WOOL AND KERATIN FROM WOOL FOR BIO-BASED VALUE-ADDED PRODUCTS
Location: Biobased and Other Animal Co-Products
Title: Keratin materials for new product development
Submitted to: Meeting Abstract
Publication Type: Abstract Only
Publication Acceptance Date: May 1, 2011
Publication Date: June 1, 2011
Citation: Cardamone, J.M. 2011. Keratin materials for new product development [abstract]. Europolymer Conference. p. 1.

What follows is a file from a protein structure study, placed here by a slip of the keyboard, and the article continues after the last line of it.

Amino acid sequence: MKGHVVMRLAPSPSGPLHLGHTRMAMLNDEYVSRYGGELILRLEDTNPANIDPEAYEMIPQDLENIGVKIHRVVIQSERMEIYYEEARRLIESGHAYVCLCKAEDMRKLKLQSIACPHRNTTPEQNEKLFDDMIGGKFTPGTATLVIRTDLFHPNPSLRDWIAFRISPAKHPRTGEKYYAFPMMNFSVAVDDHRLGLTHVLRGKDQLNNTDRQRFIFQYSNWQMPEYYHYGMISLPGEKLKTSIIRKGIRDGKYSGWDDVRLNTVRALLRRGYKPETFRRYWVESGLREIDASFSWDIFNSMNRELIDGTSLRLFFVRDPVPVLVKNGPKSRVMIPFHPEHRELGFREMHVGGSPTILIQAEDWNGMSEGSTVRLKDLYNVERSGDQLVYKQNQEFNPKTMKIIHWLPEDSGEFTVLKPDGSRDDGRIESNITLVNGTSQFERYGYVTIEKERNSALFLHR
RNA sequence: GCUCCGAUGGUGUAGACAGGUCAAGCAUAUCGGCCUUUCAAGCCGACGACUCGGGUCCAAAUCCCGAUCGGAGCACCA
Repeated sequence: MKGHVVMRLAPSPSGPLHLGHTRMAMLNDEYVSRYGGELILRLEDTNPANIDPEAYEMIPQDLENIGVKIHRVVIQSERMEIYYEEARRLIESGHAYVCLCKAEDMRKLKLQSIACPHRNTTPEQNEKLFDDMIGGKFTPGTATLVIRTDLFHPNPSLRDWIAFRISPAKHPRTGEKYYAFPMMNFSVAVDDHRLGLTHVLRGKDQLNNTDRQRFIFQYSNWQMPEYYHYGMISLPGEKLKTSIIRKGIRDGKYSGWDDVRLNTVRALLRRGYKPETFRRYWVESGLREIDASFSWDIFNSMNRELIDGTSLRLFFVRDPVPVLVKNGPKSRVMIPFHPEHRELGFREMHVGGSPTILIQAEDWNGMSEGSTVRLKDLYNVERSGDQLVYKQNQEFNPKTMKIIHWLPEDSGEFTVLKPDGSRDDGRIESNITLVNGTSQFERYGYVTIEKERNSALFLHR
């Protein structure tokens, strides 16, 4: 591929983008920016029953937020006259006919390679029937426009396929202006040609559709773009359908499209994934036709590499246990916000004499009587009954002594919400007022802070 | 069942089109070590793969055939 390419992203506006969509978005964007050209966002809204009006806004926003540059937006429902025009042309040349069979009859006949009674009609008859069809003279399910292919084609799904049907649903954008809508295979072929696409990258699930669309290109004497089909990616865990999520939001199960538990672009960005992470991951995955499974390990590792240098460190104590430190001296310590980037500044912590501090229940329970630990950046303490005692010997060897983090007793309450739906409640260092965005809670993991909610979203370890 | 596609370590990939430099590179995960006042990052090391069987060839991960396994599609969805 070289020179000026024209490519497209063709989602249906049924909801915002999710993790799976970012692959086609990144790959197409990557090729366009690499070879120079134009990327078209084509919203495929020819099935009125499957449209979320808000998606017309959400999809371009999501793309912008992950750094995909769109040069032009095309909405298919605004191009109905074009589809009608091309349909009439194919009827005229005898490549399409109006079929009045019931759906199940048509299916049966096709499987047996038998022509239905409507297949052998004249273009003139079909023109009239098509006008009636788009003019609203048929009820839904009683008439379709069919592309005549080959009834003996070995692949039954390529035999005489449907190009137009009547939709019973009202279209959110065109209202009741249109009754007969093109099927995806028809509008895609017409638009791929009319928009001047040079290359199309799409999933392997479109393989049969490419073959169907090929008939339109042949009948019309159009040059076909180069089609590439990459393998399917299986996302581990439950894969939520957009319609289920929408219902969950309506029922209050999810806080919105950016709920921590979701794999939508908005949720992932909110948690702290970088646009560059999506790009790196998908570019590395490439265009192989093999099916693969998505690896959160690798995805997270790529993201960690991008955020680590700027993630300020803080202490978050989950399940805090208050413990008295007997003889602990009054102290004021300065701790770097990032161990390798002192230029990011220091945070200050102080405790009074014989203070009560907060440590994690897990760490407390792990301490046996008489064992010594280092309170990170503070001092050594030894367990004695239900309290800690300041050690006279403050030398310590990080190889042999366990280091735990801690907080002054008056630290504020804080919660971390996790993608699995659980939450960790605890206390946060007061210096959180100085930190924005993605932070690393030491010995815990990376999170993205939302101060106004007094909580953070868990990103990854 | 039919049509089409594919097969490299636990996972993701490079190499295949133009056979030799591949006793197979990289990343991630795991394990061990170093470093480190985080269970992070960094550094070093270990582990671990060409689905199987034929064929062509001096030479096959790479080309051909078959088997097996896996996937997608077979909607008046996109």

Keratin from wool is a reactive, biocompatible, and biodegradable material found as pure protein in over 90% by weight of fiber. As a polymeric amide, keratin is a rich source of intermediate filament proteins (IFPs) which are being investigated for a wide range of biomaterial applications. The potential of reactive polypeptide chains through of sulfhydryl, phenolic, quanidine, imidazole, and carboxyl functions offers opportunities for niche market potential as biobased feedstock for novel products and applications for the pharmaceutical, cosmetic, and biomaterials industries. Keratin was extracted from fine and coarse U.S. domestic wool by oxidation and reduction processes under a variety of conditions for transformation into keratin hydrolysates, powders, gels, films, mats, scaffolds, sponge, and microfibers. The various physical forms retained the unique characteristics of natural keratin as documented by gel electrophoresis and scanning electron microscopy. These materials were characterized for functional group and amino acid content. The identities of peptide fractions and protein homologs were investigated by MALDI-TOF TOF with confirmation of Type II microfibrillar component 7C, Type I microfibrillar 48kDa component 8C-1, and Type I microfibrillar 47.6 kDa containing alanine, glutamine, glutamic acid, leucine, serine, leucine, and cystine with highest amounts glutamic acid and leucine amino acids for subsequent crosslinking. Extracted keratins with a broad range of molecular weights from 100 to 500 Da and from 8 kDa to 40-60 Kd were investigated by FTIR spectroscopy for microstructural conformations of alpha-helix, beta-sheet, and disordered regions. The content of alpha-helical, beta-sheet and secondary structures characterized keratin as viable starting material for chemical modification to form novel biobased materials useful in industrial formulations and compositions. An isolated keratin sponge hydrogel of high porosity and interconnected pore network, exhibiting high moisture uptake and release properties, was investigated for drug delivery in simulated gastric fluid. Physical property evaluation with differential scanning calorimetry and texture profile analysis for hardness, springiness, and cohesiveness indicated induced toughness upon compression to suggest the use of keratin sponge-hydrogel as implantable material.